Maps & Atlases at Metro

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There’s a ladder in the music game. Some bands shoot up that ladder, skipping multiple rungs and finding wild success without ever doing a whole lot to prove it (Foster The People comes to mind). There are some bands who get hung up on one rung, never quite breaking through to continue the rise. And then there are some bands who just fall off the ladder completely. But some bands do it right: climbing steadily, their popularity and maturity of sound going hand in hand as they climb each rung while solidly proving themselves with every step.

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There might not be a band in America right now climbing this ladder with as steady a hand as Maps & Atlases. They started off with a self-recorded EP, moved to the highly respected label Sargent House for one EP, then landed with another extremely esteemed independent West Coast label with Barsuk Records, where they’ve recorded two full-length albums. And that ladder mapped perfectly to the venues in Chicago, where they rose steadily to arrive at a headline gig on a Friday night at Metro. One of the biggest rungs in the city. One of the very best ones too. This was a big show for Maps & Atlases and they lived up to the billing in every way.

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Having just released their most anticipated album, Beware and Be Grateful, they could have easily come out and played a ton of those songs. It’s a fantastic album, their most complete work (my review), and it wouldn’t have been a bad thing if they beat us over the head with that material. But they didn’t. Instead they crafted a setlist that weaved songs from Perch Patchwork and You and Me and The Mountain (their first EP Trees, Swallows, Houses was oddly untouched) in with exactly half of Beware and Be Grateful. It was a smart move and they executed it beautifully.

Naturally they started with something from the new album — “Winter” — which was a nice way to ease into the show with a mellow but catchy tune. The most raucous cheers came when they played songs from their stellar EP You and Me and The Mountain. “Artichokes” came early in the show, striking a deep chord with the crowd. “Ted Zancha” came along a few songs later to the same response — these older songs are really beloved amongst the fans. Then they ended the set with two of the best tracks from Perch Patchwork: “Living Decorations” and “Solid Ground.” They really couldn’t have written a better setlist.

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What’s really amazing about Maps & Atlases is how richly their sound comes across in the live setting. Their albums can become a little monochromatic at times. But their live show just has this sizzle. It’s a very bold & distinct energy that feels like it leaps at you from the stage. One of the more impressive things is how much finger tapping Dave Davison and Erin Elders actually do. It’s not always apparent while listening to the album, but watching them live is a tapping clinic. Synchronized, harmonized, ever syncopated for that extra weird touch. They really put a new spin on the ‘dual guitar attack’ principle.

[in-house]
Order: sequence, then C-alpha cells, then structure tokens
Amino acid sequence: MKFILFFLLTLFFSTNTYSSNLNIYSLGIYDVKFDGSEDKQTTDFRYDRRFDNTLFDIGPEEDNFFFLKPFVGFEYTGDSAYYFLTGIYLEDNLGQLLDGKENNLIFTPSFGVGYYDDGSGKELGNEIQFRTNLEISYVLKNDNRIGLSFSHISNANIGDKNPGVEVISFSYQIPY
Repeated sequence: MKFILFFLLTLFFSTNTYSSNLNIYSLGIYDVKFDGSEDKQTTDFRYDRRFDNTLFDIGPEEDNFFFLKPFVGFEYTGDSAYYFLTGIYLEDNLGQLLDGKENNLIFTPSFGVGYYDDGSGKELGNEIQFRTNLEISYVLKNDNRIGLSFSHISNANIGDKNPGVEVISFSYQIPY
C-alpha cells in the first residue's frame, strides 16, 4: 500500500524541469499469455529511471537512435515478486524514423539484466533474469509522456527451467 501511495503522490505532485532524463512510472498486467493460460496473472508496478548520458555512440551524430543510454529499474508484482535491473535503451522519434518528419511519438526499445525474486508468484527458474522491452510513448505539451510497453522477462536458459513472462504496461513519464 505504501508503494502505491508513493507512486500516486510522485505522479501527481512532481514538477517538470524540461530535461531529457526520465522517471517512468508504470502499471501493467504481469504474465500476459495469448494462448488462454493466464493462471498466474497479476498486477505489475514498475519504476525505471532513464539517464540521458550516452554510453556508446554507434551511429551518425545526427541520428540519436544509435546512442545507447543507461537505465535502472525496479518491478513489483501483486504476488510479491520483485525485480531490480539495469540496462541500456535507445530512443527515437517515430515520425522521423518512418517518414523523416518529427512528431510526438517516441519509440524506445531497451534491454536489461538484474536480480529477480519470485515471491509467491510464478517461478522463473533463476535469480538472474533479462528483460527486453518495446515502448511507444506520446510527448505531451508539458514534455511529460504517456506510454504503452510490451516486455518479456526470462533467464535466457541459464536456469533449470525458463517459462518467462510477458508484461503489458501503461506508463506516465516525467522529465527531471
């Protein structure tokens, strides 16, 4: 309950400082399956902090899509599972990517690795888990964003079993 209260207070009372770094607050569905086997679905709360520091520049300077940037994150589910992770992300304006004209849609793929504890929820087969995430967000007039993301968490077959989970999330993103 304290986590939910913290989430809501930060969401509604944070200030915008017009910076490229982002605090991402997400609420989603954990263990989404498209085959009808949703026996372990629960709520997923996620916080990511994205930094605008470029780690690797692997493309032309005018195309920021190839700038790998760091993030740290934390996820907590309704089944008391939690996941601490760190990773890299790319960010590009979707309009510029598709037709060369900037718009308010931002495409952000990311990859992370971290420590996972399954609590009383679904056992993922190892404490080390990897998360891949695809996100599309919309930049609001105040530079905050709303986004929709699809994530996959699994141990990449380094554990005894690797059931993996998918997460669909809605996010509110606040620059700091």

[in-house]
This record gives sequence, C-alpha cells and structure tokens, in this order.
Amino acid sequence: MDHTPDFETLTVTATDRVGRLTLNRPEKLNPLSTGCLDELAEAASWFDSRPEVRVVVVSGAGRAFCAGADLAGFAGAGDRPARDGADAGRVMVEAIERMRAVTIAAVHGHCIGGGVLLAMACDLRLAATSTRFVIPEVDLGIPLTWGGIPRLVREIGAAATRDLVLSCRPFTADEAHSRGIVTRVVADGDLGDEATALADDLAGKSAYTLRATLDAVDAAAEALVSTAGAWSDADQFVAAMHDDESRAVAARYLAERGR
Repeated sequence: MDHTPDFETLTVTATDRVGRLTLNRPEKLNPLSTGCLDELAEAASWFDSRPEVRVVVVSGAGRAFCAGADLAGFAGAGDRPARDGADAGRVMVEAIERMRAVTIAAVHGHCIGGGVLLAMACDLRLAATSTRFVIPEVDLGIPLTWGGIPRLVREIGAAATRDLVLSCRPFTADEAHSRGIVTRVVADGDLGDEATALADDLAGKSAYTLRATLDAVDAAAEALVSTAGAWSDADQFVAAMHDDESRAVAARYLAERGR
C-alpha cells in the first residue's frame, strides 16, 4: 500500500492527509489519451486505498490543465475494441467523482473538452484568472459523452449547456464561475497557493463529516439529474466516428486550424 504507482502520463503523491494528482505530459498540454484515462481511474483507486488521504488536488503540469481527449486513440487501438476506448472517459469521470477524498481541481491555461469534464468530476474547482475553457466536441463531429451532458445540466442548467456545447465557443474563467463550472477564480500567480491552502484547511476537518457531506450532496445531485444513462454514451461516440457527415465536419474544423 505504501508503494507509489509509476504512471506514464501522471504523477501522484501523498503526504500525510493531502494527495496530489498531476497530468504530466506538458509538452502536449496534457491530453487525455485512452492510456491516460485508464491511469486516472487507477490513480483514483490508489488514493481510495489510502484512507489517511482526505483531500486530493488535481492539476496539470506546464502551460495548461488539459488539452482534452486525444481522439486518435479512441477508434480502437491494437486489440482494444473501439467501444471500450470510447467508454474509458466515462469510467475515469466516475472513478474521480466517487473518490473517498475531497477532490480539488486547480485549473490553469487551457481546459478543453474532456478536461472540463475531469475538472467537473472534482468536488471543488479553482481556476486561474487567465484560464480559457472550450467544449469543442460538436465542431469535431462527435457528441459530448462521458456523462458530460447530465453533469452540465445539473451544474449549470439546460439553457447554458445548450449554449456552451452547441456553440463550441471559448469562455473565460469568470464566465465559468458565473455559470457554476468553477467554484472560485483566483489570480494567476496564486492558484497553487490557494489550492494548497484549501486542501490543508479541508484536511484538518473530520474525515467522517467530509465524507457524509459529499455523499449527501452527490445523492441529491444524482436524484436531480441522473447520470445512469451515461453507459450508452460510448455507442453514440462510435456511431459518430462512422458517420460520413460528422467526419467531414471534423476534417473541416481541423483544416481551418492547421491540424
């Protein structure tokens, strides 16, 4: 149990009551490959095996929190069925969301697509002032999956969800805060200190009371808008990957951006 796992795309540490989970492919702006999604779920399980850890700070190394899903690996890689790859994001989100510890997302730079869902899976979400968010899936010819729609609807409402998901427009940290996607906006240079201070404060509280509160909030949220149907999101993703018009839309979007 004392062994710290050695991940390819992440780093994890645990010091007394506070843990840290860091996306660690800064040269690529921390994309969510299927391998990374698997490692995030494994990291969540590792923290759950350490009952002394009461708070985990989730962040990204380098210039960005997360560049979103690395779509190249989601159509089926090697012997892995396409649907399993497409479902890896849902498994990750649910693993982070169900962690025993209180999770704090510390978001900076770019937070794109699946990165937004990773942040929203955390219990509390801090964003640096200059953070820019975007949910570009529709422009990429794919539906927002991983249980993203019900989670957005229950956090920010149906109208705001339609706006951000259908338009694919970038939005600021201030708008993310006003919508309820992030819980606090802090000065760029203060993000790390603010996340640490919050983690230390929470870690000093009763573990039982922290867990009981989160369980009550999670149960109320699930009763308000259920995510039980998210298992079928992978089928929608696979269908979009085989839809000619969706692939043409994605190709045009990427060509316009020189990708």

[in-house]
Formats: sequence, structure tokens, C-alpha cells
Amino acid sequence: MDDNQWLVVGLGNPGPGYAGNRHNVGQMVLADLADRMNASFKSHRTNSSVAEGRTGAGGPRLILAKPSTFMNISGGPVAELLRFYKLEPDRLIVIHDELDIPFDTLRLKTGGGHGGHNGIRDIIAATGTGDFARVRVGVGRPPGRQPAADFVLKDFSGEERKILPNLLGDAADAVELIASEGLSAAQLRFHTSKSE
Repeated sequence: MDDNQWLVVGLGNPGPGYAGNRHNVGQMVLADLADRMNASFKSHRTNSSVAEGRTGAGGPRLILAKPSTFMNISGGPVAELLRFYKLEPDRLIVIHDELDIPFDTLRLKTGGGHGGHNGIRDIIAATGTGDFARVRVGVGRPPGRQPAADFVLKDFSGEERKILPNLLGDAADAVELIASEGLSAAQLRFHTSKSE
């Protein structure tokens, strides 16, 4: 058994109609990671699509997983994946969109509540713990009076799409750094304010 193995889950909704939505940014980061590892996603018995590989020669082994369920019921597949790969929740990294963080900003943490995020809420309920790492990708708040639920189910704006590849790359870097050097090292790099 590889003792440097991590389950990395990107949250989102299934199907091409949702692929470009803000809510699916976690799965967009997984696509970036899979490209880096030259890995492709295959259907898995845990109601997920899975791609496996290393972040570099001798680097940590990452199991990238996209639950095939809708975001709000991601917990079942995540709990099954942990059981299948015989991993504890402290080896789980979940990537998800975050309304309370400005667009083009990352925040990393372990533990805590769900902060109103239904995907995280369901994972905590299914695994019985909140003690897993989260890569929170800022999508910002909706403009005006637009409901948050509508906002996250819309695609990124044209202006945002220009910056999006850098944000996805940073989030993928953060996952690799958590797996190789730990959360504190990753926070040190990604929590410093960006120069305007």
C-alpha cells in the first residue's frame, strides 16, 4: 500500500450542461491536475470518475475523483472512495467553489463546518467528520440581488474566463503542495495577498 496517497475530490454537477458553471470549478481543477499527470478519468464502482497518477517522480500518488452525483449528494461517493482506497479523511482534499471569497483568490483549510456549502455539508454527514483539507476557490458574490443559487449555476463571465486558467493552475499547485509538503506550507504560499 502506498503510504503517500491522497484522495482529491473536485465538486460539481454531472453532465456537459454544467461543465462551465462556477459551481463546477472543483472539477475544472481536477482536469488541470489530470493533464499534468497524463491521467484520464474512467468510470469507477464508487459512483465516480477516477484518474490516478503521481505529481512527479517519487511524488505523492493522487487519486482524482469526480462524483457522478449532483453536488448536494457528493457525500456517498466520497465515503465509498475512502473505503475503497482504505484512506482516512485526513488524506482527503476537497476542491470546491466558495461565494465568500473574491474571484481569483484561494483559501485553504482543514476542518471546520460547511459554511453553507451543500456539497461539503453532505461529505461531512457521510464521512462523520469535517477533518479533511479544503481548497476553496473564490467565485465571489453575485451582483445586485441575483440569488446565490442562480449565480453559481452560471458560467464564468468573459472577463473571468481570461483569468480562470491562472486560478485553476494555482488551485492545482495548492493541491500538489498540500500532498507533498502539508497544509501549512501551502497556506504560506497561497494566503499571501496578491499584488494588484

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Shiraz Dada’s energy is absolutely infectious. He moves the most out of everyone, constantly bouncing around his side of the stage as he plows through some extremely sharp basslines. Then there’s Chris Hainey, who might just be the most impressive musician of the group. He is easily one of the most interesting drummers I’ve ever heard. He has so many chippy little tricks, all these idiosyncrasies to his style that make nearly everything seem like it has an extra sound or two squeezed in there. I found myself drawn to his rhythms, my ears acutely honed into what he was doing. In about 90 minutes of music, he became one of my favorite drummers — especially in the realm of ‘rock’ drumming. All told, this is a stupefyingly technical group of musicians. But their music never gets too wound up in its own machination. It’s always kept light & whimsical thanks to Davison’s peculiar voice and overall breezy song arrangements. This is a band doing something incredibly unique and doing it with amazing precision.

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Their encore was a great two song selection. They began with arguably their best and most popular song: “Israeli Caves.” It’s just such a catchy song for being an extremely intricate composition. It’s got this accessible, radio-friendly vibe, which makes it probably the most intelligent song about which that could be said. Then they closed the night with a rare glimpse of improvisation as they welcomed some members of the opening band up for a thick percussion jam during “Daily News.” Everyone on stage except Elders had a percussion instrument in their hands and threw down a primal storm of rhythm. I’m always a sucker for musical improvisation, so this was a special thing for me. I’ve long wondered what Maps & Atlases could do with a little bit of ‘jam’ in their sound. And although this wasn’t the guitar-drenched sound they usually bring, it was a slice of improv where I didn’t expect it — a beautiful touch to end a fantastic show.

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Jeremy Frazier is the editor-in-chief of Soundfuse.